I’m not going to suggest that Nietzsche was a Nazi or genocidal in any way, but his motivations seem to be certainly suspect.  Nietzsche’s philosophy floats anywhere from being too vague to definitely exhibiting many fallacies in practice.  In Magneto and Sebastian Shaw’s mind, Nietzsche’s ideal is already realized.  The movie makes many references to “the better man”.  Magneto and Shaw, although enemies, both consider mutants to be the better man.  They make the decision to embrace Nietzsche’s philosophy when the both decide that Earth would be a better place if it were purely devoted to the advancement of mutants alone.  Reasonable individuals would question this philosophy the first time that it was used by anyone to justify the extermination of human life.

Opposite Magneto we find Charles Xavier, who exemplifies a different definition of what it means to be “the better man”.  While still a mutant, Xavier rejects Nietzsche’s philosophy.  Indeed, Xavier is the movie’s proponent of a morality derived from “natural law”.  Natural law theorists generally accept human nature as it is, or as it was created.  To be “the better man” Xavier concludes that one must sacrifice himself for others, seek peace instead of war, and understanding and civility instead of ignorance.  In many X-Men comic book stories, Professor Xavier displays a nearly Christlike selflessness, often putting aside his and his “family”‘s safety in order to save those who openly oppress him.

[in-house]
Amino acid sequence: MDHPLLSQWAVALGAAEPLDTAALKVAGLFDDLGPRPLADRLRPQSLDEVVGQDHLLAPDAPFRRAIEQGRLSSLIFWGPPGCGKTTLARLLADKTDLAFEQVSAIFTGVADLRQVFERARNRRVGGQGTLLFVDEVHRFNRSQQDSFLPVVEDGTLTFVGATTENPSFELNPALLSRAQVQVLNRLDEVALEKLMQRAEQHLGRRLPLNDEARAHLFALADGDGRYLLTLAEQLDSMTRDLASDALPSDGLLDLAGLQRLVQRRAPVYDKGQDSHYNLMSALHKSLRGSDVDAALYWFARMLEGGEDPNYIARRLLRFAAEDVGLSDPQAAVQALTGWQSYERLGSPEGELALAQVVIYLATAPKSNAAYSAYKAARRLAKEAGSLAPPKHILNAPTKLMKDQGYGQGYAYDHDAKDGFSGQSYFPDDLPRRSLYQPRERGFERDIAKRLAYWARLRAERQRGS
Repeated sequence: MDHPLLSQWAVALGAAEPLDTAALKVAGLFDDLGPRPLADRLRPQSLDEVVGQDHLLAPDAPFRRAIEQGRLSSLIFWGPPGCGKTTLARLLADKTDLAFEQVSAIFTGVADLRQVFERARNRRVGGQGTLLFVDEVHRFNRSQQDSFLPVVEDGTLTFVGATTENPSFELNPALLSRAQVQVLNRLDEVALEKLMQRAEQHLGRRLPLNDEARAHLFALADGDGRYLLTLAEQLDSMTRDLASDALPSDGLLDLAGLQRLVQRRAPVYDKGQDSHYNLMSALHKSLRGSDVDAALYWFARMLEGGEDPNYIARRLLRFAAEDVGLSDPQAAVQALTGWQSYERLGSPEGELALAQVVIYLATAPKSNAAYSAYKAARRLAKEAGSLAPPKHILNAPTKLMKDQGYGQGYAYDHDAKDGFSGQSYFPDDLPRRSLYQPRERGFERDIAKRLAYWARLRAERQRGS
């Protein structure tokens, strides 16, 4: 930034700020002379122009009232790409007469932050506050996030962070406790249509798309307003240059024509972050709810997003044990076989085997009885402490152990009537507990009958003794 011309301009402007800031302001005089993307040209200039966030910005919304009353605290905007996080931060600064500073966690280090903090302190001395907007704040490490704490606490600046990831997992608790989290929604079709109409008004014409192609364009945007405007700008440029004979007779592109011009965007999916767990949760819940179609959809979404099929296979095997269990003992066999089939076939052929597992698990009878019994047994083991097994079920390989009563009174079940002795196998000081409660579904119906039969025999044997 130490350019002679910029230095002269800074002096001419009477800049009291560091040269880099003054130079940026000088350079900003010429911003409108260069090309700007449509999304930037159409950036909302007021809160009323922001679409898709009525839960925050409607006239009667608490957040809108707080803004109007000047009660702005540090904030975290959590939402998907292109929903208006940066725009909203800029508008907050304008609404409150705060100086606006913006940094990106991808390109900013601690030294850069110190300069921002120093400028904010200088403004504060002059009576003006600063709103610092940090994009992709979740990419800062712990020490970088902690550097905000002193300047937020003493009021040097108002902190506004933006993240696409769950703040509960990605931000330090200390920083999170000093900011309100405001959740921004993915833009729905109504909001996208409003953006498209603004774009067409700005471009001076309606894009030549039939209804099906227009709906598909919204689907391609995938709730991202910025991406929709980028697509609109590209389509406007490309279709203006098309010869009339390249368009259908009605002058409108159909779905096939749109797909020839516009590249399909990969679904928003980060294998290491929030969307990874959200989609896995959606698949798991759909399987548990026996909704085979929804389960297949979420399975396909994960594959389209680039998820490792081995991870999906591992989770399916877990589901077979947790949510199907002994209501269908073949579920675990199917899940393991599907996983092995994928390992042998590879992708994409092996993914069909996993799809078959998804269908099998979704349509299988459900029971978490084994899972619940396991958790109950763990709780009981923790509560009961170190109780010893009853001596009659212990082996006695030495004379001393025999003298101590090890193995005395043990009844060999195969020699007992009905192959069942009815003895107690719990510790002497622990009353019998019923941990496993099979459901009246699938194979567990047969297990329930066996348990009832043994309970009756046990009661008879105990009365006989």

The philosophical message that I see in X-Men: First Class, and other X-Men stories, is a very profound one.  Instead of using X-Men to further the validity of  trans humanist philosophers such as Nietzsche, (As many not so casual viewers and readers do.) I see it as a great metaphorical story for natural law, and morality which derives from the Christian tradition.  The brilliance of the franchise is that it is able to communicate such truths effectively in an age of increasing relativity.